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Old February 25th, 2016, 05:56 PM   #81
Woonsocket54
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Ann Arbor, MI streetcar proposal



http://aaconnector.com/
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Old March 1st, 2016, 12:36 PM   #82
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Southeast Michigan regional transit plan to be proposed in May for November ballod

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The head of the group charged with improving and coordinating Southeast Michigan's public transportation systems said Tuesday that a draft plan in the works for years will be released in May, with a millage proposal to follow in July.

Michael Ford, CEO of the Regional Transit Authority for Southeast Michigan, said during the Detroit Policy Conference that the group intends to get a measure supporting the plan on the November ballot for voters in Wayne, Macomb, Oakland and Washtenaw counties.

The RTA was established in 2013 to coordinate the region's various, largely unconnected local transportation systems, and to propose new transit infrastructure that take the form of bus rapid transit lines with dedicated lanes along major corridors.

[...]
Study: 110 mph Detroit-to-Holland rail would make money

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A 110-mph passenger rail route between Detroit and Holland would cost up to $540 million but spur $14 million annually in profit, according to a new study.

The Coast-to-Coast Passenger Rail Study, funded by communities along the proposed line and managed by the Michigan Environmental Council, analyzed three prospective routes from Detroit through Lansing to Holland but decided that only two are viable for further study.

The study gives refreshed specifics to the long-discussed concept of connecting Michigan’s two largest cities by train. Michigan hasn’t had a Grand Rapids-to-Detroit line since Amtrak was created in 1971, although four prior feasibility studies were done from the 1980s through 2002.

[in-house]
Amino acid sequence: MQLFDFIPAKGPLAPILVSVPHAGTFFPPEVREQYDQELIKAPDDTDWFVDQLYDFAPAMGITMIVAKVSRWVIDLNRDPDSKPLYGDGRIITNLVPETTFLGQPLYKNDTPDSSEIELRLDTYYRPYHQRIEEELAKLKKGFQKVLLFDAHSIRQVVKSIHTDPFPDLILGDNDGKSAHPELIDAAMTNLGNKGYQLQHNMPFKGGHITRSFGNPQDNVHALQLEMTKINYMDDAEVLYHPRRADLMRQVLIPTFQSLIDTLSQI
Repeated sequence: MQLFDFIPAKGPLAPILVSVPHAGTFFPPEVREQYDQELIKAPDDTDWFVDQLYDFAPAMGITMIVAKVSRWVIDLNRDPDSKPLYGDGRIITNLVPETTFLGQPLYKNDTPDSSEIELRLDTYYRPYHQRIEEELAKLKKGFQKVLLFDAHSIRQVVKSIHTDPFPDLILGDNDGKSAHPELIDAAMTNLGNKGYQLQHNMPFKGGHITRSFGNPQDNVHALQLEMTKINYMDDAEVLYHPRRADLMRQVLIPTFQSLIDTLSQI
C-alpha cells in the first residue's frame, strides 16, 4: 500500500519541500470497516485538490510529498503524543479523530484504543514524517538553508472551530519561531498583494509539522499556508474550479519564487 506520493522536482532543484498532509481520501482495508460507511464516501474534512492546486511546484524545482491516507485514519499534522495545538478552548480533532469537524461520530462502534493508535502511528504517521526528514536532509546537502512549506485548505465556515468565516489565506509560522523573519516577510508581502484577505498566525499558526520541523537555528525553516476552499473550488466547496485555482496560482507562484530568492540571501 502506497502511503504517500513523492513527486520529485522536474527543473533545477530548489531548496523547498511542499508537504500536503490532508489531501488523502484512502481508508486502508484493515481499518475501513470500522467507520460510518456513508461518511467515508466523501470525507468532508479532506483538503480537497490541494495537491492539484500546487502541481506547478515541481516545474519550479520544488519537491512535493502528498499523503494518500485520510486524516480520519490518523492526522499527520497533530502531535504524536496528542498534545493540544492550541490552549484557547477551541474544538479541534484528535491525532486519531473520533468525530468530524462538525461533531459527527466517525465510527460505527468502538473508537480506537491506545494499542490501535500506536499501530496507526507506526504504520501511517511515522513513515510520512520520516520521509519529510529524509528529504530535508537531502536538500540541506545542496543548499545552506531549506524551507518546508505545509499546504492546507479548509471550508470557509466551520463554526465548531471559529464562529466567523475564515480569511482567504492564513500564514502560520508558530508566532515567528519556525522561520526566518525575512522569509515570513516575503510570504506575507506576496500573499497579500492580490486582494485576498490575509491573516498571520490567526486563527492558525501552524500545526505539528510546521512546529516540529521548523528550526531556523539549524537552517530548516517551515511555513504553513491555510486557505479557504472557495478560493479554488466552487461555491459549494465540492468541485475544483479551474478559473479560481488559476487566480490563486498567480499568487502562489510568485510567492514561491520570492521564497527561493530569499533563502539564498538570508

One route would travel between Detroit, Wayne, Ann Arbor, Jackson, Lansing, Grand Rapids and Holland. The other would follow much the same path but go to Howell, rather than Jackson, in between Ann Arbor and Lansing.

[...]

The $100,000 feasibility study indicates that a 110 mph service could see 1.71 million riders annually by 2040 for the Lansing-down-to-Jackson route and 1.59 million for the Howell-through-Ann Arbor route. Also involved in the effort are the Michigan Department of Transportation and the Ann Arbor Area Transportation Authority.

[...]

Initial estimates for the Jackson route show that securing and upgrading 202.8 miles of rail line to handle 79 mph trains would cost about $141.6 million, and selling tickets on four roundtrip trains a day would require an operating subsidy of about $6 million a year. Setting up the same route for 110-mph service would require $540 million in capital improvements, but eight round trips a day could generate $14 million a year, per the study.

Upfront costs for the 186.1-mile Howell route are a bit lower but follow the same trend, with capital costs of $131 million and yearly losses of $5.2 million for 79 mph service, compared to $436 million in upfront costs but $12 million a year in profit for 110 mph service.

[...]
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Old March 1st, 2016, 09:30 PM   #83
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Island platforms on a bus system seems weird and unnecessary.
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Old March 2nd, 2016, 08:30 PM   #84
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A layman question:
What is the reason for BRT island platforms? What is the rational of having those instead of two platforms on the outside?
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Old March 3rd, 2016, 12:17 AM   #85
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They are necessary for systems where dedicated bus lanes, for whatever reason, need to be in the middle of the road instead of beside the shoulders.

The drawback is the need to source specialized buses where doors open on the left (in right-running realms such as North America).
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Old March 3rd, 2016, 01:02 AM   #86